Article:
There’s no solid resolution to this ep, which also makes it feel a bit movie-ish. The ep is far more sentimental than it probably needs to be but then again, it is a milestone episode so I’m willing to overlook it. There’s a shortage of laugh-out-loud moments but hey, we’re pretty used to that right now. This ep is more about a warm fuzzy comfort feeling, like eating hot soup on a cold winter’s day. It might not be the best soup you’ve ever tasted but it sure makes you feel good anyway.

If I was to rate this ep, I’d give it a 7/10 but that’s probably mostly due to the comfort-food feelings it inspires rather than being a fantastic ep.

You were a lot more adventurous at the dessert bar


The Daughter Also Rises

Billboard: McBain’s Valentine’s Day Kick-asscre Opens February 14th, closes February 16th.

I will not replace a candy heart with a frog’s heart

Couch gag: Moe wishes the Simpsons a happy 500th show, surrounded by townspeople, but Lisa tells him it’s only the 499th show.

Director: Chuck Sheetz

Guest Voices:
Jamie Hyneman as himself
Adam Savage as himself
Michael Cera as Nick

Synopsis: Lisa falls for a literary type named Nick while Bart and Milhouse crack myths about their school.

Discussion: The easiest thing to say about this episode is that the writers forgot to include some jokes; there’s nothing even mildly amusing about this ep. It’s a rehashing of the age-old story of Pyramus and Thisbe, ill-fated lovers whose story is retold most famously as Romeo and Juliet. Except… the thing keeping Lisa and Nick apart is never really made clear. Hmm.

Michael Cera is not the world’s most versatile actor. He plays the awkward kid in slightly off-beat romances, and here is yet another one. Nick starts off as a character who suits Lisa, but she quickly realises he’s just repeating stuff he read in Hemingway books. Really? This is the most interesting character to pair with Lisa as yet another ill-fated crush? Who has crushes and (several) first kisses at age 8 anyway? This is one of those times when I wish the Simpsons kids suddenly aged by about 7 years because they’d be a whole lot more interesting with a whole lot more interesting things to do and people to kiss. That’s the whole reason why soaps age child characters- they are far more interesting that pre-teens. Let’s face it, Bart and Lisa have pretty much done all the things kids do at that age and then some. After all, they’ve been 10 and 8 for over 20 years now.


Meanwhile, Bart and Milhouse watching a MythBusters parody called MythCrackers and decide to crack some of the school’s most infamous myths. Again, you’d think the school would have some interesting myths and not just the stock standard some-girl-died-and-if-you-say-her-name-three-times-you-die-too. There are no interesting myths at Springfield Elementary, leading Bart and Milhouse to create one: Groundskeeper Willie is actually a werewolf. However, even this isn’t very interesting and the entire subplot, which felt promisingly like it was heading to a climax, falls flat at the last minute.

This is yet another mediocre episode in which nothing interesting happens and several moments make me think WTF? One such moment was when Bart and Milhouse were playing violent video games while Lisa and Nick wore War Reporter hats and took notes. Is this a deleted scene that only got half-cut? Was this leading somewhere but someone forgot to edit properly? It feels disjointed and too weird to be included.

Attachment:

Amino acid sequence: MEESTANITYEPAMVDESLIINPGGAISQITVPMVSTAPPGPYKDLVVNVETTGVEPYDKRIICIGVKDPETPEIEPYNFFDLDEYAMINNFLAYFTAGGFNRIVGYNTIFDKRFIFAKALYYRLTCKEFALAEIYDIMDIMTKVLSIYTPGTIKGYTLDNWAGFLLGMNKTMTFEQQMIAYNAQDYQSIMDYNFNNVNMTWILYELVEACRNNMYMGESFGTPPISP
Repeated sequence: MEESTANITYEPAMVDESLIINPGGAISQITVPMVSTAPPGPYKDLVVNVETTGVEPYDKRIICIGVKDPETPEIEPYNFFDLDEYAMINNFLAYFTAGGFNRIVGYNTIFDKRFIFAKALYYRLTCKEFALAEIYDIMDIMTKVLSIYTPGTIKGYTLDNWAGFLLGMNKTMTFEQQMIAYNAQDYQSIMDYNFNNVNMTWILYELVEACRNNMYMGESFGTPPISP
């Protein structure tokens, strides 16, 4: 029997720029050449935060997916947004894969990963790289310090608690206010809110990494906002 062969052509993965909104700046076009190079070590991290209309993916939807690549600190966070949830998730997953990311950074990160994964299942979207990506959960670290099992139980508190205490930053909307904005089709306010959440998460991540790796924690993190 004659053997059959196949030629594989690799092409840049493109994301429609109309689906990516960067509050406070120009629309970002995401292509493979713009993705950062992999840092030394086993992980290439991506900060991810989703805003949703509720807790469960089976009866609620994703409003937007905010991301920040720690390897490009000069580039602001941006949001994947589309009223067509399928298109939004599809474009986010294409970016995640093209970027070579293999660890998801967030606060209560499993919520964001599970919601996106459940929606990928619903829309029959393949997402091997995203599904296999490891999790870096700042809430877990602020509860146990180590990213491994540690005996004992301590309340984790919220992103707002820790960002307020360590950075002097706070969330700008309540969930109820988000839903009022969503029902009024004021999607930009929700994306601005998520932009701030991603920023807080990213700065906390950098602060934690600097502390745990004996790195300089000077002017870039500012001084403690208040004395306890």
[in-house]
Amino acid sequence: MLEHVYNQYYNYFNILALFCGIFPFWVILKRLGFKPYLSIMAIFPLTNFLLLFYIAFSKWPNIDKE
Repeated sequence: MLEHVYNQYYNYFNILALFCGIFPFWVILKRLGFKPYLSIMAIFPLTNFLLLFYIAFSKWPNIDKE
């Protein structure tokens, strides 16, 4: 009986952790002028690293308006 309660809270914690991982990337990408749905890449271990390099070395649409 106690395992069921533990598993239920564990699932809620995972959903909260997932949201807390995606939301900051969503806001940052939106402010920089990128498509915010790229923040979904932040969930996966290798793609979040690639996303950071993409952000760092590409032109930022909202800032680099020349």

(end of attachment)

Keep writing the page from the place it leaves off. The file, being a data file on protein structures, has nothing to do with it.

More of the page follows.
I made you into a real boy last week

Moe goes from rags to riches

Moe Goes from Rags to Riches

Billboard: Bumblebee Man, Kent Brockman and Booberella, your new Channel 6 news team.

There’s no proven link between raisins and boogers

Couch gag: The Simpsons take a journy through popular sitcoms from the 50s to now.

Director: Bob Anderson

Guest Voice:
Jeremy Irons as the Bar Rag

Synopsis: Moe’s bar rag narrates the story of how it became a bar rag. Meanwhile, Bart and Milhouse have a fight and their friendship might be over.

Discussion: Paaaaaaaaaaaaaainful.

Moe is teased that his best friend is the rag he uses to clean the bar. What follows is a painful tale of the rag’s journey from being a tapestry in Dark Ages France through to being a bar rag. On paper, this sounds like an interesting premise, but in practice, it’s just stupid and one of the worst episodes in the entire series.

I’m not really sure how it all goes wrong. Maybe bar rags just aren’t that interesting. The bar rag was a sort of Forrest Gump character, turning up in all sorts of famous situations as part of its “thousand year fall from grace”. Most of the rag’s misfortunes came at the hands of Homer in different guises.

While the uninteresting rag tells its woeful tale, Milhouse dumps Bart as a best friend and makes him beg for forgiveness. This subplot is strong enough to carry an episode on its own, as it has done before, however shoved in the middle of the main plot, it gets lost and is clearly just there to fill in time. This subplot isn’t as fully developed as it should be as it has loads of potential. Milhouse enjoys having power over Bart (for a change) and this could be explored in so many different ways, yet it feels forced. Bart is terribly cute in his Krusty pyjamas though.

There’s not a lot to love in this episode, and it ends with a schmultzy ending where Moe realises human friends are superior to rag friends while the dog and Maggie fight over the rag.

All my friends have birthdays this year

The Dohcial network

The D’oh-cial Network

Billboard: Winter at Squidport: Dead seals wash up daily

We do need no education

Couch gag: The Simpsons fight their way through New York City to be guests on Davide Letterman’s show.

Director: Chris Clements

Guest voices:
David Letterman as himself
Armie Hammer as the Winklevoss twins